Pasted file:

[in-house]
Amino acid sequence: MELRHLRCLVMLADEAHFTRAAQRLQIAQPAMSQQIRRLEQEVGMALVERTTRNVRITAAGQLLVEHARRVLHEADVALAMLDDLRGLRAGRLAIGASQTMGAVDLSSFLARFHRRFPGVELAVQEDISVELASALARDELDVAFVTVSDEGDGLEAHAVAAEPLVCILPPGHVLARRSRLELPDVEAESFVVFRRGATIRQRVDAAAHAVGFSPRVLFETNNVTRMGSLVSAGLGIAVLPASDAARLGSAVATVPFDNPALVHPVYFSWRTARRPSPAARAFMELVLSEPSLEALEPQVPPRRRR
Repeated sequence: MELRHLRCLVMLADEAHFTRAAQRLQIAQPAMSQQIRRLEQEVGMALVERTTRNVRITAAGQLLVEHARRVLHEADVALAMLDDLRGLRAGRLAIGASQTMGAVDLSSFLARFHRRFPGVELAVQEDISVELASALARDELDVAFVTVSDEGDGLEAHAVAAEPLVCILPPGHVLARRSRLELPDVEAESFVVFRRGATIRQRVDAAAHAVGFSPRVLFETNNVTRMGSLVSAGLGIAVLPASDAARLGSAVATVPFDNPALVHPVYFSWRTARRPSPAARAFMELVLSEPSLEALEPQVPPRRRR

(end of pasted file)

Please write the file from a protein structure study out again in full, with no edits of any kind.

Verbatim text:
[in-house]
Amino acid sequence: MELRHLRCLVMLADEAHFTRAAQRLQIAQPAMSQQIRRLEQEVGMALVERTTRNVRITAAGQLLVEHARRVLHEADVALAMLDDLRGLRAGRLAIGASQTMGAVDLSSFLARFHRRFPGVELAVQEDISVELASALARDELDVAFVTVSDEGDGLEAHAVAAEPLVCILPPGHVLARRSRLELPDVEAESFVVFRRGATIRQRVDAAAHAVGFSPRVLFETNNVTRMGSLVSAGLGIAVLPASDAARLGSAVATVPFDNPALVHPVYFSWRTARRPSPAARAFMELVLSEPSLEALEPQVPPRRRR
Repeated sequence: MELRHLRCLVMLADEAHFTRAAQRLQIAQPAMSQQIRRLEQEVGMALVERTTRNVRITAAGQLLVEHARRVLHEADVALAMLDDLRGLRAGRLAIGASQTMGAVDLSSFLARFHRRFPGVELAVQEDISVELASALARDELDVAFVTVSDEGDGLEAHAVAAEPLVCILPPGHVLARRSRLELPDVEAESFVVFRRGATIRQRVDAAAHAVGFSPRVLFETNNVTRMGSLVSAGLGIAVLPASDAARLGSAVATVPFDNPALVHPVYFSWRTARRPSPAARAFMELVLSEPSLEALEPQVPPRRRR